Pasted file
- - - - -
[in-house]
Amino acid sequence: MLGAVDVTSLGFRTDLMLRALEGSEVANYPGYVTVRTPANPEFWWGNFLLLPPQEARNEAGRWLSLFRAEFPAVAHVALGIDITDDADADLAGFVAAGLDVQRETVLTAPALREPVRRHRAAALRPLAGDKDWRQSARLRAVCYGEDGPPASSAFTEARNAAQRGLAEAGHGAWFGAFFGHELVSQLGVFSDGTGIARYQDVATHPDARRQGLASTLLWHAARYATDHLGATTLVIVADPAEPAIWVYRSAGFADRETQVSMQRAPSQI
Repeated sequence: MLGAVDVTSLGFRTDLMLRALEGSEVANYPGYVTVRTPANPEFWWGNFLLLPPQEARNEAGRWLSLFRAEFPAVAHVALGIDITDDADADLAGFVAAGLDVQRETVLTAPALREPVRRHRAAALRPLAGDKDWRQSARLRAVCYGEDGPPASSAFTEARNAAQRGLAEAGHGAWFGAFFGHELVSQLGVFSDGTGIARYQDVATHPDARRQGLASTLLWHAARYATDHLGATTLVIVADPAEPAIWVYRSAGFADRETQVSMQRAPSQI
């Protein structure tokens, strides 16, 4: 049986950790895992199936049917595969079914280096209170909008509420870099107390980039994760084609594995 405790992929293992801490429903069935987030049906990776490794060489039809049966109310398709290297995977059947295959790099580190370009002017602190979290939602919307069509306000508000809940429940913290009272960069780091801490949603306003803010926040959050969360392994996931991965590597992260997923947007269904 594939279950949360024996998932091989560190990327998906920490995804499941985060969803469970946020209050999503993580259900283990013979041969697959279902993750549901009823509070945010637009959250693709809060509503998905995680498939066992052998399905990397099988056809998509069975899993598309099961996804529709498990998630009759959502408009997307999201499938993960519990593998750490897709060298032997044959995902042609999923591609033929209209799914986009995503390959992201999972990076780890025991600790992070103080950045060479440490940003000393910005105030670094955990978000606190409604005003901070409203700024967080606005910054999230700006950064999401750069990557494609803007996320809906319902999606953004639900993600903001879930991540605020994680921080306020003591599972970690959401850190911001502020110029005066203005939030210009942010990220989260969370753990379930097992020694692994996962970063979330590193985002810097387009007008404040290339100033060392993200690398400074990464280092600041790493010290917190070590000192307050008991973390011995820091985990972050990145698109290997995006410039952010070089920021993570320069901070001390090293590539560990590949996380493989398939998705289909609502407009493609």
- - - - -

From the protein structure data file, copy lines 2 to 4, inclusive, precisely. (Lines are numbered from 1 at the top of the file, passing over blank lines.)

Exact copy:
Amino acid sequence: MLGAVDVTSLGFRTDLMLRALEGSEVANYPGYVTVRTPANPEFWWGNFLLLPPQEARNEAGRWLSLFRAEFPAVAHVALGIDITDDADADLAGFVAAGLDVQRETVLTAPALREPVRRHRAAALRPLAGDKDWRQSARLRAVCYGEDGPPASSAFTEARNAAQRGLAEAGHGAWFGAFFGHELVSQLGVFSDGTGIARYQDVATHPDARRQGLASTLLWHAARYATDHLGATTLVIVADPAEPAIWVYRSAGFADRETQVSMQRAPSQI
Repeated sequence: MLGAVDVTSLGFRTDLMLRALEGSEVANYPGYVTVRTPANPEFWWGNFLLLPPQEARNEAGRWLSLFRAEFPAVAHVALGIDITDDADADLAGFVAAGLDVQRETVLTAPALREPVRRHRAAALRPLAGDKDWRQSARLRAVCYGEDGPPASSAFTEARNAAQRGLAEAGHGAWFGAFFGHELVSQLGVFSDGTGIARYQDVATHPDARRQGLASTLLWHAARYATDHLGATTLVIVADPAEPAIWVYRSAGFADRETQVSMQRAPSQI
């Protein structure tokens, strides 16, 4: 049986950790895992199936049917595969079914280096209170909008509420870099107390980039994760084609594995 405790992929293992801490429903069935987030049906990776490794060489039809049966109310398709290297995977059947295959790099580190370009002017602190979290939602919307069509306000508000809940429940913290009272960069780091801490949603306003803010926040959050969360392994996931991965590597992260997923947007269904 594939279950949360024996998932091989560190990327998906920490995804499941985060969803469970946020209050999503993580259900283990013979041969697959279902993750549901009823509070945010637009959250693709809060509503998905995680498939066992052998399905990397099988056809998509069975899993598309099961996804529709498990998630009759959502408009997307999201499938993960519990593998750490897709060298032997044959995902042609999923591609033929209209799914986009995503390959992201999972990076780890025991600790992070103080950045060479440490940003000393910005105030670094955990978000606190409604005003901070409203700024967080606005910054999230700006950064999401750069990557494609803007996320809906319902999606953004639900993600903001879930991540605020994680921080306020003591599972970690959401850190911001502020110029005066203005939030210009942010990220989260969370753990379930097992020694692994996962970063979330590193985002810097387009007008404040290339100033060392993200690398400074990464280092600041790493010290917190070590000192307050008991973390011995820091985990972050990145698109290997995006410039952010070089920021993570320069901070001390090293590539560990590949996380493989398939998705289909609502407009493609």